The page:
We've all hurt ourselves fooling around as a kids, teens, or even as adults. But what really happens when we throw out our back, twist an ankle, sprain a knee, separate a shoulder, or break a bone?
Dynamic Stabilization vs. Static Stabilization
When we hurt ourselves our bodies go through an inflammatory response cycle which can create tissue death. When our tissues die our static and dynamic stabilizers take the brunt of it. We end up with instability in our joints due to muscular atrophy (when our muscles decrease in size and reaction time) and a decreased amount of balance and coordination ensues as a result. This lack of balance and coordination can lead to further injury in the future.
Ligaments, fibrocartilage, and joint capsules all create static stabilizers meaning they do not posses the ability to contract in the same way our dynamic stabilizers do which include our muscles and tendons. Now why am I going on about this... well remember that time you hurt yourself?
For example... If I'm a runner and long ago I twisted my ankle and did not take proper action to heal my swollen ankle joint my static stabilizers are most likely not doing there job so well (preventing my ankle from rolling over again). Over time this can have devastating effects and after 20 years of running i'm dealing with chronic ankle pain and I can't exercise the way I want to!
SO! my dynamic stabilizers, which include the muscles and tendons surrounding the ankle joint, must be trained in such a way that the amount of time it takes for our muscles to send a signal back up to our spine, into our brain, get processed, then shoot the signal back down through our spine, and to our ankle happens fast enough to contract our muscles to prevent our ankle from rolling over again! This skips the need for static stabilizers at all. Ever wonder how some people say "oh yea I don't have an ACL but I can still run. It's because there muscles are strong enough to act as a pseudo ACL.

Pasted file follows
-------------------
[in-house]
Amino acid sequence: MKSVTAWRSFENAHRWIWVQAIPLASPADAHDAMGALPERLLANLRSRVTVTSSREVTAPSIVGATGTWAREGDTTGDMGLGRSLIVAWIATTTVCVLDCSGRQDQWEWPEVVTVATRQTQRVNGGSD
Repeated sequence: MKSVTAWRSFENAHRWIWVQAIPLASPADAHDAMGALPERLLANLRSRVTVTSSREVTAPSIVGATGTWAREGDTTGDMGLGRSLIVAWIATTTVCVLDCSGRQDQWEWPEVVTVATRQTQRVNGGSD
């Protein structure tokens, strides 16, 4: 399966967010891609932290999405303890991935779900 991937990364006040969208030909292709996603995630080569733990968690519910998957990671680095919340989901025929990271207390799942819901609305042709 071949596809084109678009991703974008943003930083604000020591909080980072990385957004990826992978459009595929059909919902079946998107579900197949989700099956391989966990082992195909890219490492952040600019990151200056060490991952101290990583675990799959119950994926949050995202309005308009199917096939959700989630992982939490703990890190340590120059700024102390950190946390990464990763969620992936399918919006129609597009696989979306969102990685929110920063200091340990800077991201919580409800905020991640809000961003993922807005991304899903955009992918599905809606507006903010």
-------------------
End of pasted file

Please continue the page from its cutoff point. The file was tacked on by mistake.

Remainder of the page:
If your ligaments are not healthy and you do not do the proper rehabilitation associated with strengthening your muscles to help support those joints you can be sure that over time through the degenerative effects of this great thing called life that you will surely increase your risk of further injury, joint osteoarthritis, muscle tears, and a slew of other problems.
So I ask you... are you doing everything you're supposed to to ensure your favorite activity isn't causing you pain? If your struggling to get back to the activities you love for fear that you'll hurt yourself doing them and you don't know where to start. Shoot me an e-mail.